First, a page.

Further information on research products from The NPD Group are available at

Section sponsored by Henny Penny

Even Big Chains Struggled Last Year, Technomic Reports In Its Annual Top 500
The top 500 chain brands barely managed current-dollar growth in 2009, according to Technomic Inc. The Chicago-based research firm's Top 500 Chain Restaurant Report is scheduled for publication in late April, but the company released top-line numbers in late March. Combined sales for the 500 grew at a paltry 0.8%, a come-down from '08's 3.4% growth. With Technomic estimating average '09 menu-price inflation at 2.5%, the biggest chain brands collectively were negative in real terms.

"As the U.S. economy remained in recession, restaurant operators continued to face a host of challenges, including cost pressures followed by declines in consumer dining demand," said Technomic Pres. Ron Paul. "The data in this study clearly support what we've been hearing in our consumer research surveys over the past year."

Only 40% of the top 500 chains managed nominal-dollar gains last year; 283 chains thus toted lower sales compared with 213 chains with declines in '08. As many chains closed underperforming units, unit growth for all 500 concepts was a meager 0.3% in the United States. Growth in international sales and units helped many of the largest chains. International sales rose 3.3%; international unit counts were up 5.2%. Pulling out the off-shore sales growth, combined top 500 sales in the United States fell 0.8%.

Still, even with the hostile market conditions last year, the largest chain concepts outperformed the broader market. In comparison with the top 500's 0.8% current-dollar growth, Technomic estimates total restaurant and bar sales were off 3.5% in nominal dollars in '09, according to its most recent forecast released in January this year.

Information on the Technomic Top 500 Chain Restaurant Report and other Technomic products is available at

Section sponsored by Henny Penny

Wholesale Food Prices Rise Again, While Menu-Price Increases Are At 50-Year Low
Wholesale food prices recorded another 0.4% gain in February in both the finished- and all-foods categories, according to data from the Producer Price Index released mid-March by the federal Bureau of Labor Statistics. It was the fifth straight increase for finished foods and the seventh in the all-foods category. Higher prices for fresh and dry vegetables, affected by inclement weather, and fresh eggs, led the increases, though prices increased for most other food commodities as well.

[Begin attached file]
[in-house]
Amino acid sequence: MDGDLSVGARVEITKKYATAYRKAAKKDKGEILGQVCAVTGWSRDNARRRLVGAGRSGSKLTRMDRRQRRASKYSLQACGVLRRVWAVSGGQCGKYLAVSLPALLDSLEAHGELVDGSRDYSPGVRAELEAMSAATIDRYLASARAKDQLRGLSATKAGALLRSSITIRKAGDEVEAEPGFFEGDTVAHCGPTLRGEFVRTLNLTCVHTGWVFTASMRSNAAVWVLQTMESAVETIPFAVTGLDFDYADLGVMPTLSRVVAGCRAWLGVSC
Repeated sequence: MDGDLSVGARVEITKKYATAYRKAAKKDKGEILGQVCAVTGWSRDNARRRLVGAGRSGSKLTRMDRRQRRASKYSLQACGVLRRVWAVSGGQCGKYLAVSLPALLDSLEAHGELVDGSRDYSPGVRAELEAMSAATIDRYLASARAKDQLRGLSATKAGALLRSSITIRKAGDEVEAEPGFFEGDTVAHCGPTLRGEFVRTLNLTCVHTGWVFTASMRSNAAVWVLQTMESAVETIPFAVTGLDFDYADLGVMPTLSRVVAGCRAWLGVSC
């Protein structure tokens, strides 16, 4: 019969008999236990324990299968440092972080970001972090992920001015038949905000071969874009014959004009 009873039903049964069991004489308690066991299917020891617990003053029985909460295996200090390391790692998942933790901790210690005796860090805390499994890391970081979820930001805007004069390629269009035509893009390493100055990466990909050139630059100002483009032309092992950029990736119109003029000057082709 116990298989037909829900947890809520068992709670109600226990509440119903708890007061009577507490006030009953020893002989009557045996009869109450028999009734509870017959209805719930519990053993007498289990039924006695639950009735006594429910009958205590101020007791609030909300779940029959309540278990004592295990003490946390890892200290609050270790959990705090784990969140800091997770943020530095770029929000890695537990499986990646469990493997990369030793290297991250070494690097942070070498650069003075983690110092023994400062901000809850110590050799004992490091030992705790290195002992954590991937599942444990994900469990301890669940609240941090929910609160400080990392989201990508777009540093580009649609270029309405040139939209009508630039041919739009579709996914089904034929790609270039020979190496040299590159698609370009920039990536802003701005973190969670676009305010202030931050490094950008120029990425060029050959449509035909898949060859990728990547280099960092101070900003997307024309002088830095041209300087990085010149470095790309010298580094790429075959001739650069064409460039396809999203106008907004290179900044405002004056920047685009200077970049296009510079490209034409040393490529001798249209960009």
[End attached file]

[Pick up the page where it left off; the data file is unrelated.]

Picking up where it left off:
Operators benefited last year from a record decline in food prices, helping them maintain margins despite the severe downturns in sales and traffic. The National Restaurant Association calculates wholesale prices have risen 4.7% since the current run-ups began.

Meanwhile, operators feeling the bite of falling sales raised menu prices only 0.1% in February. The number is part of the BLS's Consumer Price Index, also released mid-March. Menu-price increases, which remained surprisingly aggressive early in the Great Recession, have moderated dramatically during the past year. Menu prices have risen just 1.4% over the past 12 months, according to NRA, which said it's the smallest 12-month increase since 1956.

Grocery-store prices also increased 0.1% in February, the BLS reported, the third straight monthly increase after 12 consecutive months of declines. Grocery prices remained 1.5% below prices a year ago. A number of researchers, including both The NPD Group and Technomic Inc., have noted that the relatively lower prices for food in grocery stores have hurt foodservice sales and traffic, particularly among those with stressed incomes.

Section sponsored by Henny Penny

Confidence Measures Show Consumers Remain Wary
The Thomson Reuters/University of Michigan's Consumer Sentiment Index held steady in March, The Conference Board's Consumer Confidence Index bounced back after a surprising plunge in February, but the trends remain the same: Consumers are still quite negative about their own financial outlooks during the coming year. This is one of the reasons most foodservice forecasters don't expect a quick rebound in traffic and sales.

The Conference Board's Confidence Index rose to 52.5 in March from February's 46.4 reading, but remained below January's level.

"Despite this month's increase, consumers continue to express concern about current business and labor- market conditions," said Lynn Franco at The Conference Board. "And their outlook for the next six months is still rather pessimistic. Overall, consumer confidence levels have not changed significantly since last spring."

The University of Michigan's Consumer Sentiment Index held steady in March at 73.6. Richard Curtin, director of the university's Surveys of Consumers, put it this way in the group's release: "Consumers anticipated the economy to improve but nonetheless expected their own personal financial situation to remain unfavorable during the year ahead." He notes in the release this situation is not unusual coming out of recessions. Still, the mood doesn't help consumer spending on "discretionaries" such as foodservice.